Google Stadia: June Event Livestream, Release Date, Launch Titles, & Price

What to expect from Google's first Stadia Connect conference.


Google Stadia is getting ready to put its chips on the table. In what will be the first-ever Stadia Connect livestream, Stadia chief Phil Harrison will take the stage to lay out the specifics for how and when users will be able to access the potentially revolutionary game streaming service he presented in March. The event kicks off on Thursday at 12:00 p.m. Eastern.

The timing is ripe and even a bit crafty. Stadia’s showcase will happen just days before the video game industry will convene at the Los Angeles Convention Center for E3 2019. Cloud gaming is expected to be a major theme at the expo, with companies like Microsoft and Shadow in attendance.

We have a pretty good idea of what will be announced. In a June 3 tweet, Google teased that it will reveal Stadia’s game roster, price, and launch date. This crucial information has been the subject of breathless speculation ever since Stadia’s splashy but vague debut of the service in March.

Even with these tantalizing details on the docket, Google will also need to demonstrate substantial progress and quell consumers’ fears about lag or library depth. Here’s how to tune into Stadia Connect, what to expect, and what Google will need to show off if it wants to one-up the competition at E3.

Stadia Connect: When and How to Livestream

Google will stream the event live on YouTube, and the feed will begin a few minutes before noon Eastern. For cloud gaming fanatics outside of the East Coast of the US, the conference will kick off at:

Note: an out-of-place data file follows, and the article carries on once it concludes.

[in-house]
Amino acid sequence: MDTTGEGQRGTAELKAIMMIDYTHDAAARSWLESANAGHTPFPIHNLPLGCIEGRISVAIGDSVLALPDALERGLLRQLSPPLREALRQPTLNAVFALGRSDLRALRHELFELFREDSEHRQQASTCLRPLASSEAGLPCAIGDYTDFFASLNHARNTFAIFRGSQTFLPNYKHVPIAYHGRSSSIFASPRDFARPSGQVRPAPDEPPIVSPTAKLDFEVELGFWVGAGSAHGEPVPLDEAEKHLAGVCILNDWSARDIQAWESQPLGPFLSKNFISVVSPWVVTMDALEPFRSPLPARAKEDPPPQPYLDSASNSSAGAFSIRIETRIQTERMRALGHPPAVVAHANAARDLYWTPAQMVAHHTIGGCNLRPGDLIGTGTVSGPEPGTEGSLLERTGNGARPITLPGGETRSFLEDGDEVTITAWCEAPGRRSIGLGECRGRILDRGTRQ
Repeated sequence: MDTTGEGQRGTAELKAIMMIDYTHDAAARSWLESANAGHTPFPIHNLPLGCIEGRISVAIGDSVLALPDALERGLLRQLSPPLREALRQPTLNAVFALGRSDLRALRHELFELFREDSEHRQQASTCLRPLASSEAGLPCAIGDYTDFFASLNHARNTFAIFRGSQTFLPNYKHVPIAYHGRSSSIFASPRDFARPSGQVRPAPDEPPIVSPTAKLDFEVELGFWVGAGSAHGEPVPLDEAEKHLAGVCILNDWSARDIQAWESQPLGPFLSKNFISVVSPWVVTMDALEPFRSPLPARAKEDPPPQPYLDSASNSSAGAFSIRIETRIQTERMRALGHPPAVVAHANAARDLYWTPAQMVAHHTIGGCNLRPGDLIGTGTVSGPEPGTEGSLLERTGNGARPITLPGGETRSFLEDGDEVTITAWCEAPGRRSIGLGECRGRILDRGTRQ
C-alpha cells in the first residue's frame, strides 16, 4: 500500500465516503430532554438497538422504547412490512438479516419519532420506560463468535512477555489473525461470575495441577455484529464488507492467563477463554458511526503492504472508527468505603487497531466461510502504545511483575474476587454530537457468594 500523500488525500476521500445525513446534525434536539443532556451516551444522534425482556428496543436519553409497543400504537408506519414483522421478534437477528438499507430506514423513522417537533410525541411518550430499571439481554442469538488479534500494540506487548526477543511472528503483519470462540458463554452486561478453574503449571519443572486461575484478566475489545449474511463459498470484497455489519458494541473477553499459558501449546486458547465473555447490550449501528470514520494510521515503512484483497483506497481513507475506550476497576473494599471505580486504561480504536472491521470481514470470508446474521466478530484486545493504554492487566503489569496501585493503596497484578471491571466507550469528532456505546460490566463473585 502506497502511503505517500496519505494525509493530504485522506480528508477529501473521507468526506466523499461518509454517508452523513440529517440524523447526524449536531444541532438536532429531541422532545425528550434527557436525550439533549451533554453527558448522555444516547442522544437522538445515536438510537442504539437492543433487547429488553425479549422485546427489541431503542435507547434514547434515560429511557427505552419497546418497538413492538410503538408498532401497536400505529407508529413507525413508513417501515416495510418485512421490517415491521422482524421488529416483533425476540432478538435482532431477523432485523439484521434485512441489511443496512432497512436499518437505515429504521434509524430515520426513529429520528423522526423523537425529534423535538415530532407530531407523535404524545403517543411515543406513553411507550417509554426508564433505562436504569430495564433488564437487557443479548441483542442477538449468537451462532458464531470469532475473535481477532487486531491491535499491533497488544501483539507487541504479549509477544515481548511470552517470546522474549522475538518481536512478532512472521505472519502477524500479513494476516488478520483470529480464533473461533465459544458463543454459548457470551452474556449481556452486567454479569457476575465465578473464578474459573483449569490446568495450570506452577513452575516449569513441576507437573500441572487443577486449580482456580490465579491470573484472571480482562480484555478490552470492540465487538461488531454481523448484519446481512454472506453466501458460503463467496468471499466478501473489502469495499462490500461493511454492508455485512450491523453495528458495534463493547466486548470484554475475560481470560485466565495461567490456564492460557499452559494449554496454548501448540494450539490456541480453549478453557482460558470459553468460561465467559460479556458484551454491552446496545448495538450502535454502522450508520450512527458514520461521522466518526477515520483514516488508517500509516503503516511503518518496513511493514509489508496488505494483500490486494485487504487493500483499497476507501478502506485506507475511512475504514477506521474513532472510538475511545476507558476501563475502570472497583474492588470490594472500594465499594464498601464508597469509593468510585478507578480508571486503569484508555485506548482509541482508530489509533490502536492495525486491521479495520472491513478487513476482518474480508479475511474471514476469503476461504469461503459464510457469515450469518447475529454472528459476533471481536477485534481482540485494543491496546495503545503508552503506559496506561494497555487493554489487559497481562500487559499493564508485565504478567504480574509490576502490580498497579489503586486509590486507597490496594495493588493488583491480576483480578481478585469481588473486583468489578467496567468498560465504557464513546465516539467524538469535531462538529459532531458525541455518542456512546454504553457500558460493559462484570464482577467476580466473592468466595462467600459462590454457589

• 9 a.m. Pacific
  • 5 p.m. British
  • 6 p.m. Central European
  • 12 a.m. on Friday in Beijing, China
  • 1 a.m. on Friday in Japan
  • 2 a.m on Friday in Sydney

Stadia Connect: Possible Release Date

A firm release date will be the juiciest bit of information Google is expected to reveal. At GDC, the company said it would launch in the United States, Canada, the United Kingdom, and Europe, all in 2019. That gives them just six more months to work with, assuming there have been no setbacks.

It’s even possible that Stadia might launch outright, assuming, of course, that it has assembled enough games. But a late fall release seems more realistic, as that is when game developers tend to release new titles to capitalize on the holiday shopping season, which would make it easier for Stadia to shore up its library with the latest releases. Stadia might also coincide its launch of a specific, high-profile title like Ubisoft’s Doom Eternal, which is also expected later in the year.

Harrison will be looking to recreate the same level of hype during Stadia's GDC conference.


Stadia Connect: Game Library

While the release date is the most mysterious aspect of Stadia, what will ultimately determine its success is the roster of games. This will be the driving force that convinces gamers to buy into Stadia. Without it, Stadia risks succumbing to legacy console makers who have increasingly turned to exclusive title releases to keep audiences hooked to their ecosystem.

Google has a lot to prove in this department, since it’s only teased a handful of partners and games so far. Viewers are going to want to see big name developer partnerships outside of what has already been announced, and at least 50 playable games off the bat. It should also take the time to tease any upcoming game releases that will be available to play on the platform further down the line.